On Tuesday, July 8, parents will explore strategies, take part in a “parents only, mini-writing marathon” (much like the one their kids will experience on Monday), and learn tips for how to respond to kids’ writing. On Friday, parents will learn ways to talk about writing with students beyond the one-week camp. For more information about this unique opportunity for middle school parents, please contact Kim Pavlock at firstname.lastname@example.org.
By Tricia Maslow
Two schools in the
As a result of this partnership, three teachers from
Staff members from both schools were given professional development time to:
- Visit schools in other districts to observe reading and writing workshops.
- Observe for a half day, and then go back to building to discuss and reflect on the morning experiences.
The partnership enabled the staff from both buildings to volunteer to attend a Saturday workshop at
As a result of this partnership, the two schools will pilot two separate week long writing camps this summer. Creative Inklings will be held one week at the middle school for advanced writers in grades 7-8 and one week for the elementary level for grades 4-6. The camp will involve the students in a writing experience that is sure to be inspirational and memorable. During the week long camp, the writers will have the opportunity to:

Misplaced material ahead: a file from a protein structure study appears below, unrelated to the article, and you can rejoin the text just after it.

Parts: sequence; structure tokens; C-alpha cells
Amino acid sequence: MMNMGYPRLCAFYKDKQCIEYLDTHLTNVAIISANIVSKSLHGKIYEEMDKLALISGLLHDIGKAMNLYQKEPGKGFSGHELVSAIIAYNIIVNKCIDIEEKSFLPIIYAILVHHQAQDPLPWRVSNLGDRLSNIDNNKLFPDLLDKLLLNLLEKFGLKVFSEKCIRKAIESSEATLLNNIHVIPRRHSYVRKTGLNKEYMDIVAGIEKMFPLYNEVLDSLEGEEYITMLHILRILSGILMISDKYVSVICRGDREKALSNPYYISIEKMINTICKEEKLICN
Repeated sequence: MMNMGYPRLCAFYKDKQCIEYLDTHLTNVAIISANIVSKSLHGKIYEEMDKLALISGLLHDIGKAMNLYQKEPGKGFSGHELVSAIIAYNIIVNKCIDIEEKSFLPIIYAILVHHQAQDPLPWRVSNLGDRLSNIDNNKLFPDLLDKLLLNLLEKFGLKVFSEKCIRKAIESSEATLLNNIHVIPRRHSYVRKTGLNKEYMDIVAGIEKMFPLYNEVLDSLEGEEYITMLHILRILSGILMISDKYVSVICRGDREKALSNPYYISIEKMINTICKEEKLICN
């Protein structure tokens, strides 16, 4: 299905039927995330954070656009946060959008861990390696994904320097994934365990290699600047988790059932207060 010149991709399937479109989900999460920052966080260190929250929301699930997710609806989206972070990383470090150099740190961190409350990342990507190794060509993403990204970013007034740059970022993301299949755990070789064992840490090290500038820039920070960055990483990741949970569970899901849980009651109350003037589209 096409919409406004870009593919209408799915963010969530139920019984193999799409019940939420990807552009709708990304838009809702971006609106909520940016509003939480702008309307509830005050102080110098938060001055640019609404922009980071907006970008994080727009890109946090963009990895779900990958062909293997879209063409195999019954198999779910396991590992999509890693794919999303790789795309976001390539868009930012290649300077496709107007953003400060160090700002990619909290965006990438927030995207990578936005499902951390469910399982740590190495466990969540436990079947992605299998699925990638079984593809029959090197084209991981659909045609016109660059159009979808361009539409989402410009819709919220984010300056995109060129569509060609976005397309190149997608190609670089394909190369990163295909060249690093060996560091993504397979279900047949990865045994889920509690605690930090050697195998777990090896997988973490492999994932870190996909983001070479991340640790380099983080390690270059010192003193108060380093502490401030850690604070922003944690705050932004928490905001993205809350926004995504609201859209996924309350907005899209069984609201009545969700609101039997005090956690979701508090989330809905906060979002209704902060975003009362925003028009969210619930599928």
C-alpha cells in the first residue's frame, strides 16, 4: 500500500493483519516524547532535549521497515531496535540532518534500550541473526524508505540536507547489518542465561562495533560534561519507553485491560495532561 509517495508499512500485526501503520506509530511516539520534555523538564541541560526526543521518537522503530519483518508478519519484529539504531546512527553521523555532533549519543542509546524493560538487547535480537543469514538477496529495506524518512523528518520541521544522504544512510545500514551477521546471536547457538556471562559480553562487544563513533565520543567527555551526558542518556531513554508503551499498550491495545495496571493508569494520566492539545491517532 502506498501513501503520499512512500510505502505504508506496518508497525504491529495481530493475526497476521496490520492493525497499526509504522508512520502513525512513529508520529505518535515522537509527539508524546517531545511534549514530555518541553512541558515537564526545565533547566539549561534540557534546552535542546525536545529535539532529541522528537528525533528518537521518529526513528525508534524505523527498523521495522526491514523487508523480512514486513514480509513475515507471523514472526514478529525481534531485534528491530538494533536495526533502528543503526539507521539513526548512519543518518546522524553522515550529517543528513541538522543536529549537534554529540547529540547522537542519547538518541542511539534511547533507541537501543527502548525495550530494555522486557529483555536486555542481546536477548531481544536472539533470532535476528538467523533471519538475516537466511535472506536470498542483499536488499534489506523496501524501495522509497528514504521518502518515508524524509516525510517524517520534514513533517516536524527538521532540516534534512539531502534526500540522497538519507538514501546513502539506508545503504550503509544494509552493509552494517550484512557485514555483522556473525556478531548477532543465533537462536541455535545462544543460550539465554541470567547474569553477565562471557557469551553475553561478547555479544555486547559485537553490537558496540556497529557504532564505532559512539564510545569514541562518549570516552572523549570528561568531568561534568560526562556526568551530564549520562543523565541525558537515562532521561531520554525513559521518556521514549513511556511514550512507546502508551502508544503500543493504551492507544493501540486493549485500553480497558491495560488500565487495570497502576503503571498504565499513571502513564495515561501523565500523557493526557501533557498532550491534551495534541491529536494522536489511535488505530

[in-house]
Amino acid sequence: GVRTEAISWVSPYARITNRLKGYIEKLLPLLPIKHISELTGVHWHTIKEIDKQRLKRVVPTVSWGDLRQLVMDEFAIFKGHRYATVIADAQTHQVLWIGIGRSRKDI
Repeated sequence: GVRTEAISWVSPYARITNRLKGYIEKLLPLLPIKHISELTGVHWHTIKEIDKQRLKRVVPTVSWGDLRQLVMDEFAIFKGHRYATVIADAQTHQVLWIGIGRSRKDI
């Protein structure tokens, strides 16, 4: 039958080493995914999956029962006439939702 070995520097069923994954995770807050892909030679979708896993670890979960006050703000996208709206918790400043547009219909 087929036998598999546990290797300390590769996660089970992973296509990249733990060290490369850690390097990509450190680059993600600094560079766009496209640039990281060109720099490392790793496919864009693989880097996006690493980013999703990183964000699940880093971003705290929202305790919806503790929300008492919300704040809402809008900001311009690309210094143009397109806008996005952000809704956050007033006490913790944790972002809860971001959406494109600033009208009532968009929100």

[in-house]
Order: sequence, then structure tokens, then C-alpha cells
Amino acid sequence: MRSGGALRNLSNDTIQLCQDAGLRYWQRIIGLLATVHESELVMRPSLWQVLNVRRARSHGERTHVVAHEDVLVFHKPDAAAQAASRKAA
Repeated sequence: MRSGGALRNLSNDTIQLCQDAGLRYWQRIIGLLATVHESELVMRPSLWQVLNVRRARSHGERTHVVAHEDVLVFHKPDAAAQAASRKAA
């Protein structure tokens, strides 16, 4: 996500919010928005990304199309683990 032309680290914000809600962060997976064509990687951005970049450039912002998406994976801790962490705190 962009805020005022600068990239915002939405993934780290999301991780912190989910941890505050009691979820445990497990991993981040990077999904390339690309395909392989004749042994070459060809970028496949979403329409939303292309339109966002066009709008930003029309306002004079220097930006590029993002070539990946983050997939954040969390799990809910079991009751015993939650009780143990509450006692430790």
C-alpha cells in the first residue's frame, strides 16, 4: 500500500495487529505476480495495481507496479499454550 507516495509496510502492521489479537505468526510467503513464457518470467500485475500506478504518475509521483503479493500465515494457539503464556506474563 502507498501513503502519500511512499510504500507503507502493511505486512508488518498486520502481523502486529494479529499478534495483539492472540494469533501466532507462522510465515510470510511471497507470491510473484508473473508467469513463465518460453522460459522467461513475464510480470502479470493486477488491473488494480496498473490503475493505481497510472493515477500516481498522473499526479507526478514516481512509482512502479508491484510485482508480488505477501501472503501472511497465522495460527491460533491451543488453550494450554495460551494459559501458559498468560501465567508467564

· Experience a writing marathon.
· Write in a comfortable and encouraging atmosphere.
· Participate in reading and writing response groups.
· Contribute to an anthology that will be published by the week’s end with a celebration.
The camp teaching staff will gain professional development daily, and have the opportunity to teach mini lessons throughout the week. Then, once school starts in the fall, the 6 teachers along with the director and co-director will meet three times during the year to discuss what they are trying in the classroom, and support each other as they continue to try new writing lessons.
EMWP Representatives Seek Federal Support
By Debbie Young
Hundreds of Writing Project teachers, from all fifty states, and from all grade levels K-16, gathered in